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It was only four days ago that Apple sent out the final Release Candidate of iOS 15.5 to developers, and as of today, this next major point release of iOS 15 is available to everyone.
While iOS 15.5 offers a few interesting new features related to Apple Cash and Apple Podcasts, there’s not much here that will make most folks eagerly rush out and download it right away.
However, there are over two dozen other reasons you really should install iOS 15.5 without delay: Apple has fixed a staggering number of security issues in this latest release.
Specifically, Apple’s security content release notes, which weren’t published until today, list 27 security vulnerabilities fixed in today’s release of iOS 15.5 and iPadOS 15.5.
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This includes issues with internal frameworks used for rendering graphics, video, and images, vulnerabilities in the iOS 15 kernel, Apple’s Notes and Shortcuts apps, and several issues in WebKit — the framework used to power Safari and other browsers on the iPhone. There are also three security issues related to Wi-Fi.
This time around, the only silver lining is that none of these issues appear to have been actively exploited — at least not as far as Apple knows. That’s better than what we recently saw in iOS 15.3 and even iOS 15.2 before that, but it shouldn’t give you a false sense of security.
Firstly, just because Apple isn’t aware that a vulnerability has been actively exploited doesn’t mean that it hasn’t been. Hackers and less scrupulous security researchers may already know about some of these. After all, the only reason Apple knows about these is that outside parties reported them in the first place. Many of these reports also came from anonymous researchers.
However, more significantly, now that Apple has published these fixes, it’s told the entire world that these security problems exist in iOS 15.4. This means it will be open season for hackers and malware developers to try and exploit these to harm folks who haven’t been diligent about keeping their iPhones updated.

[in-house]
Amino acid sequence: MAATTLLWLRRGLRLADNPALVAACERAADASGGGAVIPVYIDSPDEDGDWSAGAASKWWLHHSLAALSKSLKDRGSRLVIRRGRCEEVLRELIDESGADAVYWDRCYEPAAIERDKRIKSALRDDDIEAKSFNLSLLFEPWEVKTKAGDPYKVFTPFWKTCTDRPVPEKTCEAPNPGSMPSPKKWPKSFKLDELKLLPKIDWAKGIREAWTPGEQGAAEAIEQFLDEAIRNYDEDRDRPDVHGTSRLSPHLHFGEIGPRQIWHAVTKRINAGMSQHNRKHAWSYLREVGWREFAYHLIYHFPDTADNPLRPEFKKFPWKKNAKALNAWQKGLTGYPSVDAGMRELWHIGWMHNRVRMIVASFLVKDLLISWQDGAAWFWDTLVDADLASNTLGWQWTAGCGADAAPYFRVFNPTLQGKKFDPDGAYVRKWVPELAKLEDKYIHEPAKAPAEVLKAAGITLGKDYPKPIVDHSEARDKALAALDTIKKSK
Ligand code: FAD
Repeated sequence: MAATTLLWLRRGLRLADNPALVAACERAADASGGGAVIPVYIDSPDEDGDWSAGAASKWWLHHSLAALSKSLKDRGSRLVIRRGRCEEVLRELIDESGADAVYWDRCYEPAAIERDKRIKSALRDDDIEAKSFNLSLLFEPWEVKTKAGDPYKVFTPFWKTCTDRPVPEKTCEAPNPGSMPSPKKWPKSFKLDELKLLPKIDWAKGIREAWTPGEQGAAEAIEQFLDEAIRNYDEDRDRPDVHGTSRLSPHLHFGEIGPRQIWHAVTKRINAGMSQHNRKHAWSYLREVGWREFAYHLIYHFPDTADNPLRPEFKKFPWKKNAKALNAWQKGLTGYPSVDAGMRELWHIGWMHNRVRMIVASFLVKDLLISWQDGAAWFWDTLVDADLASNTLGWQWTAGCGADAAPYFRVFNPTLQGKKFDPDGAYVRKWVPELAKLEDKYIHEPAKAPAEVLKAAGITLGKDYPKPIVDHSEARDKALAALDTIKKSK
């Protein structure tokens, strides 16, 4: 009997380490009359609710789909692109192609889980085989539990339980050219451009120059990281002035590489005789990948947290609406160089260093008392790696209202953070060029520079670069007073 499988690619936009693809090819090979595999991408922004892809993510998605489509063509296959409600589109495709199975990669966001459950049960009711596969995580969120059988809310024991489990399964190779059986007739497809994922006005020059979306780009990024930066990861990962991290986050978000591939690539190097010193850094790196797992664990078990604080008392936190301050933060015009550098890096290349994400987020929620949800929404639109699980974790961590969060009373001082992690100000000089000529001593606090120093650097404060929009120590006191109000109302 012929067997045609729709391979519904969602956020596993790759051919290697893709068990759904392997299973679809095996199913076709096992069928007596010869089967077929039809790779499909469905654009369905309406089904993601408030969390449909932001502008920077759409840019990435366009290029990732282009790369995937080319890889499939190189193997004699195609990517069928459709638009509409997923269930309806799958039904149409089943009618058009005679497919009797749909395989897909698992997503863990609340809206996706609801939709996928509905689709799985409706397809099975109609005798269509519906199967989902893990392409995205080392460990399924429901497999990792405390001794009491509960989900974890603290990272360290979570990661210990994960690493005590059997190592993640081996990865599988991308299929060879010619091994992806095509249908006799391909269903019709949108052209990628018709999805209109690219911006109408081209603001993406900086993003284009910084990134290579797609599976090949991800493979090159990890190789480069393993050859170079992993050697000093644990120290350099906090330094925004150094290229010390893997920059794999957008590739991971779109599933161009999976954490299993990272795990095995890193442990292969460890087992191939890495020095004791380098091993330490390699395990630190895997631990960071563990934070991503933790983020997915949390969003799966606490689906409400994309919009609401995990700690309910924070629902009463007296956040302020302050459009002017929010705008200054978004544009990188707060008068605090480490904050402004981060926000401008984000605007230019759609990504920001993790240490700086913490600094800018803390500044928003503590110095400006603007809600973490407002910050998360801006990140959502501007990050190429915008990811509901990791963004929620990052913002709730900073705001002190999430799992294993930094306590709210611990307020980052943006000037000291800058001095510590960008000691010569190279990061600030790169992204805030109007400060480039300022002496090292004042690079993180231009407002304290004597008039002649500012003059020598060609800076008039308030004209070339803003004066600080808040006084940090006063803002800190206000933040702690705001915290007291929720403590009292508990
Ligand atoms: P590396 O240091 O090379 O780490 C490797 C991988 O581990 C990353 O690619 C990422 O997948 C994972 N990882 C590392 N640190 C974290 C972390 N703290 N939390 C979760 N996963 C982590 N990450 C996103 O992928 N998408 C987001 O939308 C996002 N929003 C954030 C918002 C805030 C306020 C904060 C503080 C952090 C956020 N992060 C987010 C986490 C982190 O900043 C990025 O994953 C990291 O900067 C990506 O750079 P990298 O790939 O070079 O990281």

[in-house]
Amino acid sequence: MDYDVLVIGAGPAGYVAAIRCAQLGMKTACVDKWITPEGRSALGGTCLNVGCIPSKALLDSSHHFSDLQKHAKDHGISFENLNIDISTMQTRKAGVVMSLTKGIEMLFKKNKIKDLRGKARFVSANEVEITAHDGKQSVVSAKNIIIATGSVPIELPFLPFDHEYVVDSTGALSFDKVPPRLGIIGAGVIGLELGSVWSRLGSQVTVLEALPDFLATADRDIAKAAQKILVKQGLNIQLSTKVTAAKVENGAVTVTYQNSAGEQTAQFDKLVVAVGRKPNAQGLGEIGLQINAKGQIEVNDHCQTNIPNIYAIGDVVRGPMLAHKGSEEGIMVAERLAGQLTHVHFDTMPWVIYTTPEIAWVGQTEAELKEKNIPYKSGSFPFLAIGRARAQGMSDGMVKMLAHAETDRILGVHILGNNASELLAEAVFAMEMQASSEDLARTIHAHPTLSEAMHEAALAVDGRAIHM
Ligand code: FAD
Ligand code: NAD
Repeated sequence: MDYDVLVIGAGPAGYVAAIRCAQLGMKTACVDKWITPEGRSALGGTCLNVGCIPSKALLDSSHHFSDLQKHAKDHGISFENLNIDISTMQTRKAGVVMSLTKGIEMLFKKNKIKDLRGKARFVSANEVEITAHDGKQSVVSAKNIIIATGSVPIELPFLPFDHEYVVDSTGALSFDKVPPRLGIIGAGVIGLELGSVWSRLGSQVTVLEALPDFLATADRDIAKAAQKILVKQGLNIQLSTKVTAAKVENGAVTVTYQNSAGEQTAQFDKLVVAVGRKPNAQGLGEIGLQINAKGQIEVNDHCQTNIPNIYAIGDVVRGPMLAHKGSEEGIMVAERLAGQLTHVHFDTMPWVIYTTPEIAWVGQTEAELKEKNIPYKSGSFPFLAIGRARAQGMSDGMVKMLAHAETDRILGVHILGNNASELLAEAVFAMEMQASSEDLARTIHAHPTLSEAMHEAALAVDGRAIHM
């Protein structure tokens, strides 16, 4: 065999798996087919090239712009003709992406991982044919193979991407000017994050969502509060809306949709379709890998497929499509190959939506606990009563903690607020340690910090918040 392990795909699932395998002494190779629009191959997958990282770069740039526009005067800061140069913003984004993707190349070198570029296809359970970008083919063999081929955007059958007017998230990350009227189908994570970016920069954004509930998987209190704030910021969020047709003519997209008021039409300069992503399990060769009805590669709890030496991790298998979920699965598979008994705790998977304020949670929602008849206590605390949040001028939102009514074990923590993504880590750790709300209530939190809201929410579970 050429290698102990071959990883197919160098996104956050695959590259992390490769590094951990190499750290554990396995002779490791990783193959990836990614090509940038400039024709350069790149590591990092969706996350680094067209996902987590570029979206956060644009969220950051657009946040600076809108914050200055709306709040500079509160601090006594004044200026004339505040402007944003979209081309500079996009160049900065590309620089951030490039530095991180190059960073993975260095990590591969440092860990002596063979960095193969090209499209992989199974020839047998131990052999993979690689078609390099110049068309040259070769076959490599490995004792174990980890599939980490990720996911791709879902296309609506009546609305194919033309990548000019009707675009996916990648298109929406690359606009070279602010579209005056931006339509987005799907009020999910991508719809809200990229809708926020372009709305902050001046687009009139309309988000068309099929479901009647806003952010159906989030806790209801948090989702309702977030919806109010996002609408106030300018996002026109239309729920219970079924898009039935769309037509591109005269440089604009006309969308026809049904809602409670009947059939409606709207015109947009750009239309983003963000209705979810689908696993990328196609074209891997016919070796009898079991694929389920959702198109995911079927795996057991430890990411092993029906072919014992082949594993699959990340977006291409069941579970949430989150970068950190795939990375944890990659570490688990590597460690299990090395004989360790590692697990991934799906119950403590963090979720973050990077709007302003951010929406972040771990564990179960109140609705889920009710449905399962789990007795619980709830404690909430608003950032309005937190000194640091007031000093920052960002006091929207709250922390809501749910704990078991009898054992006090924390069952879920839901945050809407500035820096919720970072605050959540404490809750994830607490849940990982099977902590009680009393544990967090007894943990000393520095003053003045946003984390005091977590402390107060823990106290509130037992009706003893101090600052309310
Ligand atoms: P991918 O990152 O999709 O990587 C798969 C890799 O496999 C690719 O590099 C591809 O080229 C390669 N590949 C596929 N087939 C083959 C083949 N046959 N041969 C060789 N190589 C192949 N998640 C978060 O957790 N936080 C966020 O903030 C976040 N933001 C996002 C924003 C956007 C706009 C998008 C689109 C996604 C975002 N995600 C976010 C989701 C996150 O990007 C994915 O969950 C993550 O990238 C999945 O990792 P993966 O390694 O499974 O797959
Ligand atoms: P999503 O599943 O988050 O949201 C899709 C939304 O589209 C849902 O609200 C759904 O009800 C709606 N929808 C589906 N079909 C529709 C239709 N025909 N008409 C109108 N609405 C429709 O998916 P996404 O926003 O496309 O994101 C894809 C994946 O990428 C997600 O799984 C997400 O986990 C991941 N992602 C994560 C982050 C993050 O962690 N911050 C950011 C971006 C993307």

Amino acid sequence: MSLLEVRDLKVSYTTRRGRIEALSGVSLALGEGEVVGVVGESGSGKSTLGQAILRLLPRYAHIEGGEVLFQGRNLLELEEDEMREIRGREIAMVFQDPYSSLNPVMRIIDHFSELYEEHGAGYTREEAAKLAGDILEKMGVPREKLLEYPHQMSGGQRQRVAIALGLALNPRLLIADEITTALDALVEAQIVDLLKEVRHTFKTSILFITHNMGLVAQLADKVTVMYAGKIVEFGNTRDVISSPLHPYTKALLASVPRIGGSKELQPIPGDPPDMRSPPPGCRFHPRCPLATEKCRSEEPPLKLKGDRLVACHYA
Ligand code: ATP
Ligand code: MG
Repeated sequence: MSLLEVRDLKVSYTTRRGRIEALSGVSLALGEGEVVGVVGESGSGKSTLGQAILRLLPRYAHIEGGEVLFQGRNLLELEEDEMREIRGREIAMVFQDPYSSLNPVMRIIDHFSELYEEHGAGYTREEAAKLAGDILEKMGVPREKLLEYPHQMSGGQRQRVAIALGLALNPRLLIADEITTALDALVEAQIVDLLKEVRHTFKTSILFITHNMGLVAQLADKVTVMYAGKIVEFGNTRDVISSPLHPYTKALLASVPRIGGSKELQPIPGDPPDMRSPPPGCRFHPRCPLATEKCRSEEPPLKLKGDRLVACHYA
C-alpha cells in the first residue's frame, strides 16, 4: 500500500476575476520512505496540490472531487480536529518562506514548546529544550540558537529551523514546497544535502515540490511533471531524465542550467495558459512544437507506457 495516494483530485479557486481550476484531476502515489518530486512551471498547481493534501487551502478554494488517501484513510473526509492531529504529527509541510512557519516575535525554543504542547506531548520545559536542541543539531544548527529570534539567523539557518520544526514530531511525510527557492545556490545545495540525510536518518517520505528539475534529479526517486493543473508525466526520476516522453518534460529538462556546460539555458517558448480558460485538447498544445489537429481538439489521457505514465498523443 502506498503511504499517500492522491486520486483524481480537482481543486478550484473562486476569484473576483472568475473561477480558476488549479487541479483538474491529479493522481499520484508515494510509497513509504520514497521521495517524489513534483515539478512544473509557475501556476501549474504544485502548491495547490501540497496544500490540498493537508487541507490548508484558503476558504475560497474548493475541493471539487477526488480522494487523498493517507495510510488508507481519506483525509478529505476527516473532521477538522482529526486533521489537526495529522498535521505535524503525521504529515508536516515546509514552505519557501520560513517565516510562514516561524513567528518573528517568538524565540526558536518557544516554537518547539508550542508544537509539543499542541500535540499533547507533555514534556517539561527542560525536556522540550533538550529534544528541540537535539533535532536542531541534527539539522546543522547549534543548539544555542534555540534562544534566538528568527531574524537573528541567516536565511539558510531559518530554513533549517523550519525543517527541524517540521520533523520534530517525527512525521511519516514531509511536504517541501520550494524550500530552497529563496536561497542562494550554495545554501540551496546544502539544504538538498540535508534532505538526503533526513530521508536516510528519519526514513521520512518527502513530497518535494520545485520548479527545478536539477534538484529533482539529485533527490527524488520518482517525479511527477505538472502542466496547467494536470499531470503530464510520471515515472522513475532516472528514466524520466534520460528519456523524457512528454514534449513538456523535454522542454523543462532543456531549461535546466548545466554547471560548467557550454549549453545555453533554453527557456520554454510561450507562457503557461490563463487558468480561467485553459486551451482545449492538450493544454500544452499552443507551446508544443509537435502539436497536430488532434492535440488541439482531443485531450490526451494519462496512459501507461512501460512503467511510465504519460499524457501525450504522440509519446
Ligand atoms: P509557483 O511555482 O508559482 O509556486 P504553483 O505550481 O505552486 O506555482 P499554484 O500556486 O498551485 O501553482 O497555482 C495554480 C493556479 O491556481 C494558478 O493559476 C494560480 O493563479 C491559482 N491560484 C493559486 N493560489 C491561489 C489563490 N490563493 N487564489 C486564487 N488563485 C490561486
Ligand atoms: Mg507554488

These aren’t minor vulnerabilities either. Many of them could allow hackers and scammers to run malicious code on your iPhone through something as simple as looking at a web page.
For example, a couple of the vulnerabilities would allow a “maliciously crafted image” or “maliciously crafted web content” to lead to “arbitrary code execution.” A security flaw like this would allow a hacker to post an image containing malware just about anywhere that you might come across it; simply looking at the image on your iPhone could trigger some code within the image that could do anything from merely crashing your iPhone to leaking personal data.
This is especially plausible when combined with other security vulnerabilities that Apple patched in iOS 15.5 that would allow access to restricted portions of memory and elevate privileges of code to access areas of the iPhone that are typically off-limits to third-party apps and web apps. Some even allow malicious code to be executed with “kernel privileges” — that is, full access to everything in your iPhone’s memory, from browsing history to passwords.
Understandably, many folks prefer to wait out new software updates to see if there are any serious bugs. However, in a world where malware and spyware are increasing almost daily, the days when it was considered prudent to remain on an older iOS version are long gone. The risks of not updating are potentially far more serious.